Alberta ranchers are expected to have input on an upcoming decision that may change the status of the grizzly bear species in the province.
A report released Mar. 9 by the province on the status of grizzly population and habitat will now go to the province’s Endangered Species Conservation Committee (ESCC) to help make a recommendation on the designation of grizzly bears.
Grizzly bears were recommended for a “threatened” designation in 2002 and the grizzly hunt was suspended in 2006.
The population is now estimated at 691 in Alberta, ranging in density from five to 18 per thousand square km, according to the report.
Of those 691, the report by independent large-mammal expert Marco Festa-Bianchet estimates 359 are “likely mature individuals capable of reproducing.”
The ESCC is a “multi-stakeholder” committee that includes ranchers as well as researchers, conservation groups, industry and government representatives. Its scientific subcommittee will now provide a “status evaluation” to the ESCC for consideration.
The ESCC will then recommend a designation to Mel Knight, the provincial minister of sustainable resource development.
Grizzly bears, the province said in a release, can be designated as either “not at risk,” “data deficient,” “species of special concern,” “threatened” or “endangered.”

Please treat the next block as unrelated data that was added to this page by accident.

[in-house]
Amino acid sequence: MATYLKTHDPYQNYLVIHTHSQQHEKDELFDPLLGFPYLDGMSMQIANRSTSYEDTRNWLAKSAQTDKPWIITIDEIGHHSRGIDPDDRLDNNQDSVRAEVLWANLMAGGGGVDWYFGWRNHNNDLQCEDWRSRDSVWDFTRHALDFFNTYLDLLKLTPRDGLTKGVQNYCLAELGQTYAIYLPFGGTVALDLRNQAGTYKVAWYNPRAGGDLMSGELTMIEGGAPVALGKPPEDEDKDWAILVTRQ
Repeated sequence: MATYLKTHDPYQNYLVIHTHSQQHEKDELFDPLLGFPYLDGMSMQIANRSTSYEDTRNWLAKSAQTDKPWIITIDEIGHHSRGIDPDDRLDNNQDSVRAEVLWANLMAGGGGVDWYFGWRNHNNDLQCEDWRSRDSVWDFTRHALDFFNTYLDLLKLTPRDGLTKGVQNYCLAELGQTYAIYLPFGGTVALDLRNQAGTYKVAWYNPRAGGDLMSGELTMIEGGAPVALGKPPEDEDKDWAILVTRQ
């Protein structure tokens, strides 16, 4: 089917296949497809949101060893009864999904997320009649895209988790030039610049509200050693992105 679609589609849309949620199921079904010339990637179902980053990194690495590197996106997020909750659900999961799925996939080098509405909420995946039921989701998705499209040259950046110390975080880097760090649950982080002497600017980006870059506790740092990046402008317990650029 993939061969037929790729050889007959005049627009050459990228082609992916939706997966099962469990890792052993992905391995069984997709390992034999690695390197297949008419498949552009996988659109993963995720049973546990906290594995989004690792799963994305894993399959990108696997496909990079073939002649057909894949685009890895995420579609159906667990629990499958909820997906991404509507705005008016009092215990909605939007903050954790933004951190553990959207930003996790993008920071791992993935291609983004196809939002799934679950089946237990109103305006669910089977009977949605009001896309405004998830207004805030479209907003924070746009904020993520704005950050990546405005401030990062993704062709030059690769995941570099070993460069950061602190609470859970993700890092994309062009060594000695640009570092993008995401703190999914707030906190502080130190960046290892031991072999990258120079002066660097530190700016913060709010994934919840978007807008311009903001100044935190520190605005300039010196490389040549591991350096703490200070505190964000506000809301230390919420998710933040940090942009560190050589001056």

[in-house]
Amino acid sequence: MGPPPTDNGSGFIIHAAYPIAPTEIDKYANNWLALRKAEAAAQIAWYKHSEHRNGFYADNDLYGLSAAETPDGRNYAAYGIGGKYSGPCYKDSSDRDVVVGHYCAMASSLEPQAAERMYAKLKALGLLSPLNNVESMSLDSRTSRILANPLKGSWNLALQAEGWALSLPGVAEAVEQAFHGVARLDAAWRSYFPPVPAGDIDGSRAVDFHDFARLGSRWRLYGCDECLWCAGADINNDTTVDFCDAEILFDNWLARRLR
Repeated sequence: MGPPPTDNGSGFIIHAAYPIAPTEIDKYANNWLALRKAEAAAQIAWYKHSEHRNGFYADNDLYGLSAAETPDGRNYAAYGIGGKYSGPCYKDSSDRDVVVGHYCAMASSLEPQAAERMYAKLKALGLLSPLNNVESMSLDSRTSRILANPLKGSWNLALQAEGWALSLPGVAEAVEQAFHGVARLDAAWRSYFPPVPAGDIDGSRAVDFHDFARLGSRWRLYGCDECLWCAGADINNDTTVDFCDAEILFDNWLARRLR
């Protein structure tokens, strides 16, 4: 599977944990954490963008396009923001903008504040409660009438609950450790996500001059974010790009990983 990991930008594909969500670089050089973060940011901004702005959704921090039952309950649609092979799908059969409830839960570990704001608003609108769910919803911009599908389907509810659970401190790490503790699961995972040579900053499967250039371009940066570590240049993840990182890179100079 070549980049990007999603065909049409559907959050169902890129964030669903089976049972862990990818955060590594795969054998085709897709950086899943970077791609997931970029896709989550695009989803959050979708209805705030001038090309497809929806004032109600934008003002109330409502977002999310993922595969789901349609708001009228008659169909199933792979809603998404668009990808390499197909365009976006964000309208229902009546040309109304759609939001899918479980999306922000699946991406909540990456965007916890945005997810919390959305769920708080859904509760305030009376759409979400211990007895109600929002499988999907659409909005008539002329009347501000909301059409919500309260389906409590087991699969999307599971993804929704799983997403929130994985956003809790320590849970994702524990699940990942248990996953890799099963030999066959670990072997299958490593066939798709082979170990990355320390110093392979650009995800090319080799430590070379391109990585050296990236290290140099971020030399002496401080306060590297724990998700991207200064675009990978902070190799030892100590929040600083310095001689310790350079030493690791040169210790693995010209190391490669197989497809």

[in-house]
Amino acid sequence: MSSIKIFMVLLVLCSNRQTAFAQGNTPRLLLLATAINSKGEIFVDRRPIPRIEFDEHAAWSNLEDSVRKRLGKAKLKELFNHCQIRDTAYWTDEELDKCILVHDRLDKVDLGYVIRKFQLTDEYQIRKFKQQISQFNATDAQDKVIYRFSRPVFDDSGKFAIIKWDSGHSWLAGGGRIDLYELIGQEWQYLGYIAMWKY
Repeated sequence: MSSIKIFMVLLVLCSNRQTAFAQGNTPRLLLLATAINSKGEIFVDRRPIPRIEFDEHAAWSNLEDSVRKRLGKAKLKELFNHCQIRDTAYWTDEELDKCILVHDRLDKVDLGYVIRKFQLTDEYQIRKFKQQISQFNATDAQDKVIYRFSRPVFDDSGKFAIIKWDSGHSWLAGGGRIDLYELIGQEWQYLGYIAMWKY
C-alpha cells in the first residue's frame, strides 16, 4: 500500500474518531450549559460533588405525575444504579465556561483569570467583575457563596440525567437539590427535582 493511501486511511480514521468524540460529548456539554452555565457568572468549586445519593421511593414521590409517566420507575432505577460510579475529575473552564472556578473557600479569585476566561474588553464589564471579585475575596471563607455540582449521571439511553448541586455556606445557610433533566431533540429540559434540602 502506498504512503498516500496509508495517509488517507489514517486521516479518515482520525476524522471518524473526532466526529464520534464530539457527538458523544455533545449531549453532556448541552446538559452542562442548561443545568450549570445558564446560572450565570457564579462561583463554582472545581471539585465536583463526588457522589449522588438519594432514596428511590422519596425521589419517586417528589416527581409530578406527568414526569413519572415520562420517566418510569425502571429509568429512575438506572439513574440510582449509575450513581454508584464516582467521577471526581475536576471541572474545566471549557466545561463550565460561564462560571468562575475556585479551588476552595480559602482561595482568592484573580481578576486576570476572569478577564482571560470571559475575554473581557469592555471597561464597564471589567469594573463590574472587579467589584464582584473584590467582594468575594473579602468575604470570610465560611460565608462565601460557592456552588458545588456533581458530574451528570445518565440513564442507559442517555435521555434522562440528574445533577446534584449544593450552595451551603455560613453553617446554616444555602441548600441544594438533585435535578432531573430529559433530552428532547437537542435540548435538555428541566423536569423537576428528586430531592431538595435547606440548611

The province since 2006 has operated a “BearSmart” program that developed programs and materials for farmers, ranchers and other residents in bear country as well as for hunters and recreational land users.
The province also has a “grizzly bear intercept” program in the southwest, meant to reduce livestock losses and encounters with bears.
“Population trends are largely unknown, but likely vary substantially over different parts of the province,” Festa-Bianchet’s report said.
In protected or “inaccessible” parts of the Grande Cache unit, the report said, bear numbers are “likely stable,” as are those in the western Bow River drainage area.
However, Festa-Bianchet wrote, “a large area of grizzly bear habitat, particularly south of Highway 16, currently appears to be a population sink, but could support a self-sustaining population if human-caused mortality was reduced.”
In part, the report said, that means cutting down on motorized access to bear habitat and mitigating “human activities that lead to conflict with bears.”